In college, I failed an anthropology assignment on thick description, the concept from which Dr. Cottom takes her title. I had tried to write descriptively and engagingly, like the writing major I was, though in her comments on my piece, the professor essentially told me I had forgotten to do the assignment. I wrote descriptively — almost creatively — but not anthropologically. I was missing the sociocultural lens she had asked us to apply; I had failed to see the patterns in the patrons behavior, how they served (and didn’t serve) as a microcosm of something bigger.
It’s hard to write about the personal through an anthropological lens. We tend to understand our individual histories as unique to us, or as not being subject to societal limitations and pressures — if one wants to be successful, they can pull themselves up by their bootstraps, as the saying goes. That is, at least, the American ethos that many of us have invested in, though in these essays, Dr. Cottom explores the structural barriers that make the bootstrap model unavailable to all but a privileged few. With Thick, she deftly weaves together anthropology, sociology, and personal anecdote, and the result is a collection that speaks to her own experience while demonstrating broader truths about race in America.
For instance, in “Girl 6,” Dr. Cottom encourages the heads of prestigious publications to publish the writing of black women and hire them for staff positions, not to achieve the nebulous goal of “diversity” or, worse yet, as a charitable act from the bottom of their white, intergenerational-wealth-having hearts, but because if they don’t, then these publications are missing a crucial perspective. The omission of black female voices isn’t an oversight, but a choice that should be subject to the highest scrutiny— as Dr. Cottom is quick to remind us, “In a modern society, who is allowed to speak with authority is a political act.”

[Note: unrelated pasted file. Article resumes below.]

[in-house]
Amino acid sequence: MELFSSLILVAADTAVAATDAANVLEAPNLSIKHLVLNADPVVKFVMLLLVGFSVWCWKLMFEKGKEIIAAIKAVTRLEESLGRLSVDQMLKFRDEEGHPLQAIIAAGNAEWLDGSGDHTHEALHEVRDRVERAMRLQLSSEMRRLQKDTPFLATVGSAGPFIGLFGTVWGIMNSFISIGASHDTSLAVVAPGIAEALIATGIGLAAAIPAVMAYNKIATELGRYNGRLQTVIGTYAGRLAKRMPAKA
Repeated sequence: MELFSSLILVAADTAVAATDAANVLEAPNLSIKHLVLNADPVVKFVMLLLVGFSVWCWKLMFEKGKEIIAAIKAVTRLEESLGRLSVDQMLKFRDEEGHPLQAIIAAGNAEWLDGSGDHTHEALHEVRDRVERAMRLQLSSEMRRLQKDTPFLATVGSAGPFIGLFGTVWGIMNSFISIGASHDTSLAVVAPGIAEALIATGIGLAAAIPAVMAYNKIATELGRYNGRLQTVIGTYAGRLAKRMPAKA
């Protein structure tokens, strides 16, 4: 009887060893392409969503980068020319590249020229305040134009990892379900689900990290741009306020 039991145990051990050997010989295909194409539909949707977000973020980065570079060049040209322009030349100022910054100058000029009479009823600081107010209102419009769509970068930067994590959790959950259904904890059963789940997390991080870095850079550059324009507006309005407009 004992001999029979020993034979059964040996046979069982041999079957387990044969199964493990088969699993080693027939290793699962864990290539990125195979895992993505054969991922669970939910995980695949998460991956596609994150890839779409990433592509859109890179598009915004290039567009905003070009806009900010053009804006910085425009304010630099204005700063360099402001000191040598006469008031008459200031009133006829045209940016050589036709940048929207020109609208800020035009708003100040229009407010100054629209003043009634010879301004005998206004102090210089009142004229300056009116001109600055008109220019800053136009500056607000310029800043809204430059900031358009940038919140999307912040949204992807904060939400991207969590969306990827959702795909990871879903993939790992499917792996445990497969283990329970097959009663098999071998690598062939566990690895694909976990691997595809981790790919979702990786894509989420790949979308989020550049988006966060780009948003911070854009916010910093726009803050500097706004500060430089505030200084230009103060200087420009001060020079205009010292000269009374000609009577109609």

The same goes for who’s allowed to misbehave. In “Black Girlhood, Interrupted,” Dr. Cottom’s description of how black girls are treated in schools made me look back in horror on my own high school experience; the ways I was handled spoke to a leniency only available to wild, self-immolating white girls, while my black peers were treated with unending suspicion and open hostility. Beneath both “Girl 6” and “Black Girlhood, Interrupted” lie the questions: who gets to learn in an environment that is conducive to their learning? What kind of double-standards exist, and what damage do they cause?
This collection is brilliant because it examines things that many power-holding white individuals would prefer to write off as anomalies. In Thick, Dr. Cottom forces us to examine the structural racism that underlies these “anomalies,” rendering them not so anomalous, and that is a powerful act.
I feel like I missed several key points in these essays, because the collection is so smart, and so layered. Dr. Cottom is a brilliant writer and a force to be reckoned with, whether she is examining how beauty standards are created and perpetuated (and to what ends), Obama’s success garnering the esteem of white liberals, or the genre of the personal essay and its continued use by marginalized people. She joins an expanding tradition of feminist nonfiction writers, but unlike many others, focuses specifically on intersectional issues such as race through a sociological lens.
Thick is incredibly entertaining — Dr. Cottom is funny — but it’s also unrelenting in its portrait of the insidious and pervasive racism that black women experience, and it doesn’t let its reader off the hook. In Dr. Cottom’s own words, “I do not paint ethereal black worlds where white people can slip into our narratives and leave unscathed by judgement for their unearned privilege.”